With the approval of the President’s Cabinet Paper, it has been decided to adopt an entirely new Constitution, not to tinker any more with the 1978 Constitution as we have been doing so far through 19 Amendments.
Those engaged in the process of electoral reform, which began in the 1990s but gathered considerable momentum in the failed attempt to enact the 20th Amendment earlier this year, must now step back and situate their efforts within the larger context of Constitutional reform.The President and the Prime Minister have indicated that the executive presidency will not be part of the new Constitution. This, in itself, will require a complete rethinking of the electoral reform options.
The Proportional Representation (PR) system of elections introduced to Sri Lanka by the 1978 Constitution is far superior to the First-Past-the-Post (FPP) system in reflecting the people’s will. It does not yield results like those at the recent British election (conducted under FPP), where a party that gained 3.8 million votes obtained only one seat in Parliament while another which attracted 1.5 million votes obtained 56 seats.
What we were trying to do through the 20th Amendment was to remedy the problems caused by the Preferential Voting segment introduced in 1988, not to get rid of PR. But the proposed abolition of the executive presidency requires us to re-examine the basic features of the PR system.
PR without a strong presidency
PR tends to proliferate political parties and produce coalition governments. From Independence to 1978, there were no Muslim parties as such. In addition to the two main parties, all we had were one or two parties seeking to represent the geographically concentrated Tamil populations in the North and the East and two or three parties seeking to represent the geographically concentrated ideological minorities in the Wet Zone.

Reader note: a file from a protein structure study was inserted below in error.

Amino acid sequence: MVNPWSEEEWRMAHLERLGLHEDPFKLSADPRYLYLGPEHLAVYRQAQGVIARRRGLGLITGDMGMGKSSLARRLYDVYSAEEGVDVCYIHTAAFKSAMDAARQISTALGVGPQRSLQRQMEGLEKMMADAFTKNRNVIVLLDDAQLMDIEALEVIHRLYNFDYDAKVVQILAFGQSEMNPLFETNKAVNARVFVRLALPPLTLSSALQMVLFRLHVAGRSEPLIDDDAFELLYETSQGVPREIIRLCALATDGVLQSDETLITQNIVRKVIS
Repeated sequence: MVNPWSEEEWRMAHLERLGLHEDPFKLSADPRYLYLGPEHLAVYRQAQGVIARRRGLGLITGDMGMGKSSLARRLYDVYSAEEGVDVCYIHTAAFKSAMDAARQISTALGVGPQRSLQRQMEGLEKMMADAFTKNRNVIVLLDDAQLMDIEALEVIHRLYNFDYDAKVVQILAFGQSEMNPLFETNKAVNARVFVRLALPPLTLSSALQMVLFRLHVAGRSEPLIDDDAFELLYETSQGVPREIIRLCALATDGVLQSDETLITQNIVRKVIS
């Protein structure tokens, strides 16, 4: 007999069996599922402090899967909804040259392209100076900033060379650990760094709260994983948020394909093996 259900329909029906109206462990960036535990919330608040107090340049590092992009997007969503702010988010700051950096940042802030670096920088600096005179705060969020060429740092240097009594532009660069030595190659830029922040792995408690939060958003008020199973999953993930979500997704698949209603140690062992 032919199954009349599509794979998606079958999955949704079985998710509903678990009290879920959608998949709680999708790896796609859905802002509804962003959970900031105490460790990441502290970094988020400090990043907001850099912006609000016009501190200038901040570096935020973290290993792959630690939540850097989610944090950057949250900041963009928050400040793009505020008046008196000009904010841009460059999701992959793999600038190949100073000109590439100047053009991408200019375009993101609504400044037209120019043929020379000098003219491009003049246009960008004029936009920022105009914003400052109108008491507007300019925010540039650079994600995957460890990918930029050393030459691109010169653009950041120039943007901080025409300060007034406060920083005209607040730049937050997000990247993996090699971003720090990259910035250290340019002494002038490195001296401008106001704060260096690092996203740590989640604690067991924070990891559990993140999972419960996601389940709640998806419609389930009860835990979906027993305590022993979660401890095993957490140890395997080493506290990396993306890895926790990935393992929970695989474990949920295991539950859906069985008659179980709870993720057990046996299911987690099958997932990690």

The principal parties had within them a significant minority representation and put forward candidates of different ethnicities. The FPP system created incentives for geographically dispersed minorities such as the Muslims to seek representation through the principal parties and for no-contest pacts and coalitions. Since we started electing legislators through the PR system, and especially since the threshold was lowered to five per cent, parties have proliferated. Few incentives exist for minorities, ethnic as well as ideological, to seek to work through the principal parties. At most, they have an incentive to form small parties and then negotiate terms for joining coalitions before or after elections.